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Continued Support from All Our Children a Boost
In the Face of Ongoing Humanitarian Need in Iraq

By Chris Herlinger*
Church World Service

January 2004, BAGHDAD, IRAQ – The Baghdad suburb of Hai Tarek is an unusually harsh place, and conditions here – muddy roads covered with garbage, no sewage system, the deleterious effects of sickness and trauma – underline the continued importance for humanitarian assistance in Iraq.

As Mazen Mohsen, an Iraqi physician, said recently: “Humanitarian work is still needed here.”

It’s also welcome, if the boisterous -- and predominately youthful -- crowds that greeted the daily delivery of water in this predominately Shi’ite area was any indication.

The delivery was made possible by the support of U.S. churches – specifically by Church World Service and other U.S. church agencies working together on the "All Our Children" (AOC) campaign**, an inter-agency effort to meet critical ongoing medical and health needs of Iraqi children and their families.

CWS has been a lead agency of the multi-agency "All Our Children" (AOC) campaign. To date, the overall campaign has raised $841,748, with $410,000 of that amount provided through CWS. The campaign has supported a total of 14 projects.

The AOC-funded water project in Hai Tarek – including daily delivery of water and distribution of jerry cans to some 55,000 people (some 5,000 families) – is improving lives in one of Baghdad’s poorest areas, an area where most residents don’t have jobs and where eight out of 10 residents are children.

Another AOC-funded project is also improving conditions in the impoverished area: $60,000 is being used to support Hai Tarek's sole health clinic, a facility that sees up to 250 patients a day.

Dozens of Hai Tarek residents – many of them women in their black chadors accompanied by small children –line up daily outside the clinic to see a doctor or receive medicine.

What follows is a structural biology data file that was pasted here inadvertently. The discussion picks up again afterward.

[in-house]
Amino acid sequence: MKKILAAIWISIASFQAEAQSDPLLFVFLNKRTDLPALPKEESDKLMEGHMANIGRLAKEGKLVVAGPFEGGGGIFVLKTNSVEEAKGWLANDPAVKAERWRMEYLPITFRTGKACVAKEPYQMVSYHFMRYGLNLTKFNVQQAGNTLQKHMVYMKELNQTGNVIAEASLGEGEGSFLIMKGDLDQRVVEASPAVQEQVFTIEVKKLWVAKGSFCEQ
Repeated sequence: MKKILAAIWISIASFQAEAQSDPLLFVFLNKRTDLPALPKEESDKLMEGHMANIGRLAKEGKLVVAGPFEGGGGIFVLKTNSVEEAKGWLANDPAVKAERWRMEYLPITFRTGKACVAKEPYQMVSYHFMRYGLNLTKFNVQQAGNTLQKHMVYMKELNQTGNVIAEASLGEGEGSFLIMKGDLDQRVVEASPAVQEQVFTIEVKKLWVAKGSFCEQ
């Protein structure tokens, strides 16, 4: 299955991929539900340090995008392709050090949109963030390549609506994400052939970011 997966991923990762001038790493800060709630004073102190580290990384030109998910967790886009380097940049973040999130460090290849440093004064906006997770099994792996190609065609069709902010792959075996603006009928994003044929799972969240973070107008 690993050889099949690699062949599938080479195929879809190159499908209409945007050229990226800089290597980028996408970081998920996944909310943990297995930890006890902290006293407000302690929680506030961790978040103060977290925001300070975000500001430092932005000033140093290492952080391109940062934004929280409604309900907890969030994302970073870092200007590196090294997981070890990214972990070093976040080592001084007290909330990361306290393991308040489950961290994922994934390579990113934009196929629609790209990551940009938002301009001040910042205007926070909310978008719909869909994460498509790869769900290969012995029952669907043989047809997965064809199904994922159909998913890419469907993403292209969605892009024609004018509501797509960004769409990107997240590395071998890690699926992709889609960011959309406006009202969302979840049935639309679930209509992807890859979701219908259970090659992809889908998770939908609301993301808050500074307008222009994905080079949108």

Both the AOC-funded water project and clinic are administered by Architects for People in Need (APN), a German-based non-governmental organization (NGO).

In the coming weeks, the residents of Hai Tarek will benefit from another AOC-supported effort: five IMA medicine boxes that will provide a three-month supply of basic medicines for 5,000 people. And later this year, children at a Hai Tarek school down the street from the clinic will receive some of the 13,160 CWS “Gift of the Heart” School Kits that are being shipped to Iraq. In addition, 16,450 “Gift of the Heart” Health Kits are also being sent to Iraq.

These efforts must continue, given the ongoing medical problems in Iraq that stem from long-term neglect and the past imposition of international sanctions, said Dr. Mohsen, who called overall medical conditions in Iraq "poor."

Post-war confusion has also contributed to problems, resulting in a lack of safe and usable medicines in Iraq. “That is the most serious problem we face now,” the physician said. If not corrected shortly, he warned that Iraq will face a grave health crisis in the near future.

Luckily, international efforts are easing the problem somewhat. Jean Renouf, a program coordinator for Premiere Urgence, a French agency which has received AOC funding, thanked AOC and its U.S. church supporters for their assistance -- assistance he said will rehabilitate a wing and help build a needed x-ray facility and help purchase a sonogram for a Pediatric Hospital in Kerbala.

“It’s a good project, and we thank you.”


* Mr. Herlinger visited Iraq in mid-January 2004. 

** The All Our Children campaign was founded in December 2002 to respond to the critical health needs of Iraqi children.  AOC partners are Church World Service, the National Council of Churches U.S.A., Jubilee Partners, Stop Hunger Now, Sojourners, the Mennonite Central Committee, Lutheran World Relief and Oxfam America.

Pictured: Children at Hai Tarek, Shi'ite area of Baghdad and site of an "AOC"-funded water project. Here, water is being distributed.  Photos by Chris Herlinger.

Related stories:
Theater for Traumatized Children Fills a Need in Post-War Iraq
Facts About the All Our Children Campaign

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